On my last day in Oxford I had breakfast with Albert “Rick” Lawrence of the Electron Microscopy Department of the University of California at San Diego. As I was describing VRM, Rick pointed out, using the example of automoble manufacturers, that many manufacturers are actually aggregators of systems and of parts. This led me to posit that VRM may have the potential of enabling end-users to exert more influence over aggregation and, figuratively, to move the point of aggregation much closer to their own needs, specifications, and control. Referring to his own field, Rick added that suppliers are sometimes hampered in implementing customers’ needs because their software lags behind that of their customers, not infrequently because such suppliers rely on Microsoft-based platforms rather than on customizable open source software. Rick’s comments on gaps between suppliers and customers highlights a link between the open source movement and the concept and implementation of VRM.

Posted in Identity, Innovation | 2 Comments »

Brilliant, Fallible Titans: Günther Grass meets Norman Mailer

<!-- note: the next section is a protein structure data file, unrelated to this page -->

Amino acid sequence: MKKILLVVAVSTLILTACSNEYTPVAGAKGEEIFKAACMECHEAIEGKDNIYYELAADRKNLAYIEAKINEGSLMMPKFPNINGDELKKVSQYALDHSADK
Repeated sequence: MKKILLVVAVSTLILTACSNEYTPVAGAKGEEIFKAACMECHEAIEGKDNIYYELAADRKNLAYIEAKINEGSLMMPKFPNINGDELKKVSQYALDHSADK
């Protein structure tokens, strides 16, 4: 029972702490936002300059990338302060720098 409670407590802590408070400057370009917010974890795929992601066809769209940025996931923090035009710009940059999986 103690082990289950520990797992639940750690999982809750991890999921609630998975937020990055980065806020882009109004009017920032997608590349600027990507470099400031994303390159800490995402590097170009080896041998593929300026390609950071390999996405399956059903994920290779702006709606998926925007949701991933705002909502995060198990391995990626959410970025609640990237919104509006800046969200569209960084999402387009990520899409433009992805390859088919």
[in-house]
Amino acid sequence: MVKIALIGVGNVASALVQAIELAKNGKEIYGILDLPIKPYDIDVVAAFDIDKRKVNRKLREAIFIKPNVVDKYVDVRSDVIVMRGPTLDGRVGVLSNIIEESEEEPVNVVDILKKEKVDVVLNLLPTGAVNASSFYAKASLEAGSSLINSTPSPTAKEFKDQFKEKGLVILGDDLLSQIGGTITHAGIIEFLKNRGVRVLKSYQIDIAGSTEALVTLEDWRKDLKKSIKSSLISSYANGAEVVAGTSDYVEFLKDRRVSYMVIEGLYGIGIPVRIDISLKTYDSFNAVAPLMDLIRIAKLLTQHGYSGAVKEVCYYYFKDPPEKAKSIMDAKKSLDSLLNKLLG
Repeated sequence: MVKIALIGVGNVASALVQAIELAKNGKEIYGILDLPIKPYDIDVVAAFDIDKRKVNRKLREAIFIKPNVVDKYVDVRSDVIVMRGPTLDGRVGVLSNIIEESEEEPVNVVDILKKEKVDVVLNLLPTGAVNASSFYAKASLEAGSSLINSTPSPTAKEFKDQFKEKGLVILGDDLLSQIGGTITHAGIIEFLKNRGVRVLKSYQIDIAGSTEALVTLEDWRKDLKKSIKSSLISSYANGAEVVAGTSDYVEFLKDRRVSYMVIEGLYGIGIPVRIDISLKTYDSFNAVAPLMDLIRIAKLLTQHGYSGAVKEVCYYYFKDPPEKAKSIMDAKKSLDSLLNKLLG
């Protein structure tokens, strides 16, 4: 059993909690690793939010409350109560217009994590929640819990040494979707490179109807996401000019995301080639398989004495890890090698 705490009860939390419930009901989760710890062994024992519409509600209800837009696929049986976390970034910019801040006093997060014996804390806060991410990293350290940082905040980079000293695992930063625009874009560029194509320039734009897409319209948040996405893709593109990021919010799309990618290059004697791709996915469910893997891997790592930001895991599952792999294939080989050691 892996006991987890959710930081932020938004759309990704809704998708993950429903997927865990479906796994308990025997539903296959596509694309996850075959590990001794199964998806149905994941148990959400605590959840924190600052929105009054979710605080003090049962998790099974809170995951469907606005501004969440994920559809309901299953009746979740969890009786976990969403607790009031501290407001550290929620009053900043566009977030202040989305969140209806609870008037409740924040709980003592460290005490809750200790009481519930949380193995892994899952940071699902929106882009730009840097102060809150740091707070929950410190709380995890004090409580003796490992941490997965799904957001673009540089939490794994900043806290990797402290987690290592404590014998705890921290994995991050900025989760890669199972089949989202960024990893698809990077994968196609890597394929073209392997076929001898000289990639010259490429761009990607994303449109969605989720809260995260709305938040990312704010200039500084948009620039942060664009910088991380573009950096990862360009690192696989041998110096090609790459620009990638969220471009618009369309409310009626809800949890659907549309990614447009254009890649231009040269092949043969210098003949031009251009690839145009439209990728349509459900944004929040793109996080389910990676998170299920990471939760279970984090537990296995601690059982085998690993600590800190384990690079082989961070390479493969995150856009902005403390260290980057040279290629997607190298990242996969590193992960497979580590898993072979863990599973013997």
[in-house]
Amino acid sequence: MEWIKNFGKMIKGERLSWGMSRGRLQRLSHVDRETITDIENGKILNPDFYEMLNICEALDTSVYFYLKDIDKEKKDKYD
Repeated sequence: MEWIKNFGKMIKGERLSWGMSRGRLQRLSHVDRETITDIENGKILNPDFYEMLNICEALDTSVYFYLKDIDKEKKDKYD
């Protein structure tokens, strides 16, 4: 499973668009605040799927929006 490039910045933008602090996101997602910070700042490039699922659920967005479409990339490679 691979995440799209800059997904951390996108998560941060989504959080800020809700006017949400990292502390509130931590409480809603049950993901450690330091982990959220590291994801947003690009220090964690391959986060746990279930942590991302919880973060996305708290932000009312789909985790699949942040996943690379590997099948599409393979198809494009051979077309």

Posted by Stephen Lewis on July 23, 2007

Anyone who is interested in literature, philosophy, personal responsibility, courage, cowardice, risk taking, men and women, sex, parents and children, violence, aging, serendiipity, the 20th century, totalitarianism, mass communications, food, the responsibilities and failures of societies and governments, Hitler, Stalin, two world wars, hatred and mass murders, post-war Paris, Bush and Iraq, humor, and the sweat, rewards, pains, and deceptions of being an artist — or in anything else for that matter — might want to listen to the recorded version of back-to-back interviews with, and a subsequent discussion between, two of the greatest writers and most monumentally outspoken, courageous, moral, and fallible men of the 20th and nascent 21st centuries: Günther Grass and Norman Mailer.